Preparations were then made to burst the 32-pounder, which bursting of a gun was the signal to Colonel Keitt that the evacuation was completed. But this failed also, after several attempt. The rear guard had been gone fifteen or twenty minutes, and the enemy having slackened their fire a little upon Wagner and commenced firing on Cumming's Point and between the two batteries, I thought that perhaps they had discovered our intentions, and, knowing that Colonel Keitt and the remainder of the garrison at Battery Gregg and the rear guard would be waiting for me, I in order to preserve them from danger, abandoned the idea of bursting the 10-inch columbiad, and immediately, with my own hands, applied the match to the safety fuse. It ignited, and I remained and saw it burning for fifteen or twenty seconds, apparently fairly and successfully ignited. Believing that I had done everything that could possibly be done, I commenced my retreat, arriving at Battery Gregg during the fire of the mortars and rifled guns on Morris Island and the firing of small-arms from the enemy's boats near that point.
In justice to myself, I desire to state I had taken command of the artillery at Battery Wagner under a heavy bombardment, which continued until after I left, and, therefore, my duties in the batteries were such as to prevent my giving the proper attention to every matter of detail, as I would have done under other circumstances. I feared the slow-match would not answer, and I applied to Colonel Keitt to be permitted to set fire to the bomb-proof with three barrels of resin, but he refused, upon the ground that the instructions stated distinctly that the fire was to be communicated by slow-match, and upon the advice of the engineer officer that the smoke and fire would make known our intentions to the enemy.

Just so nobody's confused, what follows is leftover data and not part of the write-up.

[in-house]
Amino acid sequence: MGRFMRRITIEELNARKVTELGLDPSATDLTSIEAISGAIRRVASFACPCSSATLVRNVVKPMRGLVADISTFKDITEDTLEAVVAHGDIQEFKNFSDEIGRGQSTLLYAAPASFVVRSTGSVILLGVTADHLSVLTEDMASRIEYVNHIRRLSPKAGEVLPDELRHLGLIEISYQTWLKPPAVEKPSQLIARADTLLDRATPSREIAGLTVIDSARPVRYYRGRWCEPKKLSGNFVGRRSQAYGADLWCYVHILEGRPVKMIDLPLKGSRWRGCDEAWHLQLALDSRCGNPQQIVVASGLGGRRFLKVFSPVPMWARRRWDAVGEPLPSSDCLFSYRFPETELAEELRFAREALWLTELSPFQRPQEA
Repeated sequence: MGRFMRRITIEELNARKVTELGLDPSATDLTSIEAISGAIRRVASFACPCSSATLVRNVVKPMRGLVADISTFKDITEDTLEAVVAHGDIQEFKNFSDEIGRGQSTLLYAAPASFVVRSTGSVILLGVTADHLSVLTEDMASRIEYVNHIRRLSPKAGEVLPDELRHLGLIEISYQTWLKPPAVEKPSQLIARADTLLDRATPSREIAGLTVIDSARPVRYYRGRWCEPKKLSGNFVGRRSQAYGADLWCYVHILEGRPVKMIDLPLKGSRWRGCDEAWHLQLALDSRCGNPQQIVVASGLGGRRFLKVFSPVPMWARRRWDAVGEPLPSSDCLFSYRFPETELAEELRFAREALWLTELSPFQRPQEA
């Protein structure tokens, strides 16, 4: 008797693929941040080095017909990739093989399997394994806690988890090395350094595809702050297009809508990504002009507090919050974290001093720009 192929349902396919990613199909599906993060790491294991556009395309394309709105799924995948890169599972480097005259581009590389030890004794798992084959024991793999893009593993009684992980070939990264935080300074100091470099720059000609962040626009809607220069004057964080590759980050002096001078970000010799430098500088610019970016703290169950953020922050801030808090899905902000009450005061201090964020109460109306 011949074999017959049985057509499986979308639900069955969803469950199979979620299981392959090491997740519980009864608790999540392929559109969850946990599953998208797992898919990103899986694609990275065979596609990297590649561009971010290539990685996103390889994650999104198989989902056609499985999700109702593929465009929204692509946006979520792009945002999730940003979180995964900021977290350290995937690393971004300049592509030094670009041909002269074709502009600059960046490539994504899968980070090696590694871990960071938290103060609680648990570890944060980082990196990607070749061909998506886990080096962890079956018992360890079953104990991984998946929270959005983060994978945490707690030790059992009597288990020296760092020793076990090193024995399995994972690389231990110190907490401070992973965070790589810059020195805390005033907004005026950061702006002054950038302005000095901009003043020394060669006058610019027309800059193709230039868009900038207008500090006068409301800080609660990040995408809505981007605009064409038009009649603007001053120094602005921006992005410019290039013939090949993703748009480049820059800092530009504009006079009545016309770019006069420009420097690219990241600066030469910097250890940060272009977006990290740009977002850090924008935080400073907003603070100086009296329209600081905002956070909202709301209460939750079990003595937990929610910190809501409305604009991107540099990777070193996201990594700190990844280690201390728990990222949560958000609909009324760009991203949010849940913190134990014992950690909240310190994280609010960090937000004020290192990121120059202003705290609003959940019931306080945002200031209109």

In conclusion, I am happy to state that the rear guard behaved with perfect coolness. They were marched from Battery Wagner, in perfect order, by the second officer of the guard, Lieutenant [F. B.] Brown, Twenty-fifth South Carolina Volunteers.
From the continued firing of the enemy, I am inclined to believe that the enemy did not discover that the evacuation had taken place until the last boat-load had reached Fort Sumter.
Inclosed you will find a copy of Lieutenant Mazyck's (ordnance officer) report, to whom I am much indebted for his valuable services.*
I have the honor to be, very respectfully, your obedient servant,
T. A. HUGUENIN,
Captain 1st S. C. [Regular] Inf. [3rd Art.], Chief of Artillery.
Major HENRY BRYAN,
Plan of operations of the rear guard in the evacuation of Battery Wagner.
Force employed: Detachment of Company A, First South Carolina Infantry, Lieutenant Wardlaw, 25 men; detachment of Hunter's artillery, Lieutenant Millar, 20 men; detachment of Kanapaux's artillery, Captain Kanapaux, 8 men; detachment of Twenty-fifth
* See No. 34, p.522.